• Which gifts do you yourself still need help to grow into?

Detail of doors to Basilica of the Nativity, Nazareth. (c) 2017, Allen Morris

 

Taste and See: Joy?

DSC06578a British MuseumIn the evening of the first day of the week, the doors were closed in the room where the disciples were, for fear of the Jews. Jesus came and stood among them. He said to them, ‘Peace be with you’, and showed them his hands and his side. The disciples were filled with joy when they saw the Lord, and he said to them again, ‘Peace be with you. As the Father sent me, so am I sending you.’

After saying this he breathed on them and said: ‘Receive the Holy Spirit. For those whose sins you forgive, they are forgiven; for those whose sins you retain, they are retained.’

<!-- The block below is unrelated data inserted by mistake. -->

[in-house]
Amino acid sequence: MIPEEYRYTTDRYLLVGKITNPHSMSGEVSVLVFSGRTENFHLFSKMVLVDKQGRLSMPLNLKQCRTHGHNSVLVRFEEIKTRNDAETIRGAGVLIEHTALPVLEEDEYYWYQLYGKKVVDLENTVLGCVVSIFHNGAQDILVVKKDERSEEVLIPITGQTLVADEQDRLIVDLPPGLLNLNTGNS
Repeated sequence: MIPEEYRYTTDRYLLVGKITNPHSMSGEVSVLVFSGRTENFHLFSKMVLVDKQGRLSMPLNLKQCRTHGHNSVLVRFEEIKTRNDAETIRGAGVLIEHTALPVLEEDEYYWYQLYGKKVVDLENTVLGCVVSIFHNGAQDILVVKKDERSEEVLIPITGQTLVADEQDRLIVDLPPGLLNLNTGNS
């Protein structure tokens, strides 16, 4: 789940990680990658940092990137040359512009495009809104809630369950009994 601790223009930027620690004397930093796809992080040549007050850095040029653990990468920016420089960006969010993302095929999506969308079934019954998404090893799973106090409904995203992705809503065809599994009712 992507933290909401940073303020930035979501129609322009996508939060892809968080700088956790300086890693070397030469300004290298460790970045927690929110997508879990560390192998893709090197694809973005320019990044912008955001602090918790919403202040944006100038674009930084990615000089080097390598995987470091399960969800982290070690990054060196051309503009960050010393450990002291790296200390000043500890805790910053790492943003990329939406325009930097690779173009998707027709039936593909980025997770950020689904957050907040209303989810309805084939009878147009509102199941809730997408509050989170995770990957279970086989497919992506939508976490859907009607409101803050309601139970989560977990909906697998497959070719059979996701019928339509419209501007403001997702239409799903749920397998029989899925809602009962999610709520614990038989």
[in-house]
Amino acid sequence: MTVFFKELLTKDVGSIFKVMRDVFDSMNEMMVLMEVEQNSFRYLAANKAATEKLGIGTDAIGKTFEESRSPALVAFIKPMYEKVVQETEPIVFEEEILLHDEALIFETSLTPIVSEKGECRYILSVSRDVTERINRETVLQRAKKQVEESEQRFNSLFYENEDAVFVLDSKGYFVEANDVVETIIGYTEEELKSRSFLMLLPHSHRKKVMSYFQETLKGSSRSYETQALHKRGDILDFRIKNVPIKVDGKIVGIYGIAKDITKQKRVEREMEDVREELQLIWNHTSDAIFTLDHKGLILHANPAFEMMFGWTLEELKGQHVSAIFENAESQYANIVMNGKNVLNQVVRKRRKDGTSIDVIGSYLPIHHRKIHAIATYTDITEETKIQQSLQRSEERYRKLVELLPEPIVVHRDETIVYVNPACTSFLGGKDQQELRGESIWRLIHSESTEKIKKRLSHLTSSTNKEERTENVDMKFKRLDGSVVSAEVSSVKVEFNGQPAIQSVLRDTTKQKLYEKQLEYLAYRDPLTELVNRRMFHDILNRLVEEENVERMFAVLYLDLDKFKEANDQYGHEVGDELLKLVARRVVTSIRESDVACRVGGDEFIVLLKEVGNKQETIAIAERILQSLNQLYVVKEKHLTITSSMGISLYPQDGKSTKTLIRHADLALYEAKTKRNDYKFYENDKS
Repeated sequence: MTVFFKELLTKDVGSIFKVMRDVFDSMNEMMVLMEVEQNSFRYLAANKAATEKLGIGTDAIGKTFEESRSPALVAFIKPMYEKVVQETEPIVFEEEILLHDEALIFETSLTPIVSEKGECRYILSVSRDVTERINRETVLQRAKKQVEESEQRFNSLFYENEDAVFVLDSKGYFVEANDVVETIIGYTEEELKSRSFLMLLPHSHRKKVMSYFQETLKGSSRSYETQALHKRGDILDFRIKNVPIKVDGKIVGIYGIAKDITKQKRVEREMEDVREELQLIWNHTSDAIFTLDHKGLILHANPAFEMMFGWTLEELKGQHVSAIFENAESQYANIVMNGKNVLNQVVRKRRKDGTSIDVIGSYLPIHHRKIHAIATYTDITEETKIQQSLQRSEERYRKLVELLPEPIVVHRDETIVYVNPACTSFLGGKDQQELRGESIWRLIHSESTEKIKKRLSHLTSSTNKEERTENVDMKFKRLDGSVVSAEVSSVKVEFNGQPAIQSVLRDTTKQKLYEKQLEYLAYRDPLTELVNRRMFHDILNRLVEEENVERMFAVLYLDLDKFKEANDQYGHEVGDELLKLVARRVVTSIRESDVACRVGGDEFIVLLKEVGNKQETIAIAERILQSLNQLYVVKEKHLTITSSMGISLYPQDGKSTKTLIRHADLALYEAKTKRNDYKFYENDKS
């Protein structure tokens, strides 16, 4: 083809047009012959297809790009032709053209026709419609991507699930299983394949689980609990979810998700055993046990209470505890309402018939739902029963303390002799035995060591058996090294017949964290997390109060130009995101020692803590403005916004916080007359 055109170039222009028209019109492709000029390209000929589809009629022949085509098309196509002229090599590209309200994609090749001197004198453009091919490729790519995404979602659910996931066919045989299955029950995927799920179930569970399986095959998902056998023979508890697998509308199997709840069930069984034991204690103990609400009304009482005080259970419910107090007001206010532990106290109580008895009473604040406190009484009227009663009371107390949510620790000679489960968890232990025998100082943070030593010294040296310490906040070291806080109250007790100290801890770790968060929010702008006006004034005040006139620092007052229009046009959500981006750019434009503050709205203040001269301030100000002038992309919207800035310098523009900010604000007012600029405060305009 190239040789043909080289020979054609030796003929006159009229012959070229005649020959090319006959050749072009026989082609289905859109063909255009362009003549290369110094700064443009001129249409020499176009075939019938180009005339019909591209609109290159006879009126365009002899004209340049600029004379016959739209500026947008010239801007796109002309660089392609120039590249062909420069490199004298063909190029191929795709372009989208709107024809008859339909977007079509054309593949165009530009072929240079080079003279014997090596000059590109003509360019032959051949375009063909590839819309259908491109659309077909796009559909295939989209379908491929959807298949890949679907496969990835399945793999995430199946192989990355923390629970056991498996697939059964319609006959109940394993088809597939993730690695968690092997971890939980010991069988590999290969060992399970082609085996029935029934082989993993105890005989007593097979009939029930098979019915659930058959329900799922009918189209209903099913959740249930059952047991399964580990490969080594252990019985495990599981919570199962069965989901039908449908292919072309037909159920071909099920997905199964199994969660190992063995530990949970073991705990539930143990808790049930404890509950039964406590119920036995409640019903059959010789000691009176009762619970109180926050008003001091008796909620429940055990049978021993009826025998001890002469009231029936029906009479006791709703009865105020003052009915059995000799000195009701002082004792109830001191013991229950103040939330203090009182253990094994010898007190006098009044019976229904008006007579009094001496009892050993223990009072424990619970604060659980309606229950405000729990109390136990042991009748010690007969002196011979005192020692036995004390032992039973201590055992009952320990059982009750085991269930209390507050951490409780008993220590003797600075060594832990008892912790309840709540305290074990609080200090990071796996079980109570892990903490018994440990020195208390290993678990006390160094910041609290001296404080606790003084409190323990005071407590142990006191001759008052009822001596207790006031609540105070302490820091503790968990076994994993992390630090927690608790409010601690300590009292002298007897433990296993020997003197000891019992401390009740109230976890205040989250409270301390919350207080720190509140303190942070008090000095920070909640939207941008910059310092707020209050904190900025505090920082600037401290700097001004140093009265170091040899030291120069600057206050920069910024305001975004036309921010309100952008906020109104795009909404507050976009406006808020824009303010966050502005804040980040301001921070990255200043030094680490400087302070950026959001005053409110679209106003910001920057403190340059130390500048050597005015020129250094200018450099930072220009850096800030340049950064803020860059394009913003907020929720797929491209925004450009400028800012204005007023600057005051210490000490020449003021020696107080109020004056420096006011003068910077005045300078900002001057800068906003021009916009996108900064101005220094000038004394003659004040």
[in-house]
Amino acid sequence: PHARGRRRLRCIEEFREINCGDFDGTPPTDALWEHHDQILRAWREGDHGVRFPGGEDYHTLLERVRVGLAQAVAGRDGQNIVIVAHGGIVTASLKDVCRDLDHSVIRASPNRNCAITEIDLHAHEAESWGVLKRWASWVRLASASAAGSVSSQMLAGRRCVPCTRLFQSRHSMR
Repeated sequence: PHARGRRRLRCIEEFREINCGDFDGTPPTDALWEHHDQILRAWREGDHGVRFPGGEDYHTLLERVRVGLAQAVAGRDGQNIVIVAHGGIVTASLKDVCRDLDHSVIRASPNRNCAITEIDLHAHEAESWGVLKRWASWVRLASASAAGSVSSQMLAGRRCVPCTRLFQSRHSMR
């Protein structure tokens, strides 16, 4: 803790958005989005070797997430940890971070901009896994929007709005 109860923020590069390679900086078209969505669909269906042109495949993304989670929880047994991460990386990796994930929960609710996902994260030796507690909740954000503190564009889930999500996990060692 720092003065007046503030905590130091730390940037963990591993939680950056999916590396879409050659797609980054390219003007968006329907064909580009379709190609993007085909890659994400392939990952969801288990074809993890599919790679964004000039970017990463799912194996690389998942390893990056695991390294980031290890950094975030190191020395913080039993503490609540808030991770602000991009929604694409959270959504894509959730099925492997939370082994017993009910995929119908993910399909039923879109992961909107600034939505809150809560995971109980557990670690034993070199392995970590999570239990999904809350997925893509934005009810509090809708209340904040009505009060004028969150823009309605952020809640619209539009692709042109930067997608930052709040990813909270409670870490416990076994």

Gospel for Mass on Pentecost Day
John 20:19-23

At the end of the day of Resurrection, after the appearance to Mary of Magdala; after her witness to the disciples; after  John and Peter have been to the tomb and seen, and believed – the disciples are still locking themselves into the upper room, for fear of the Jews.

How resistant, they and we are, to the good news that the Lord is risen, and to the knowledge that there is no reason for us to fear.

But the Lord come and sets them free, and empowers them for ministry…

So too with us?

Door Panel from Church of the Virgin, Cairo. in the collection of the British Museum. (c) 2016, Allen Morris.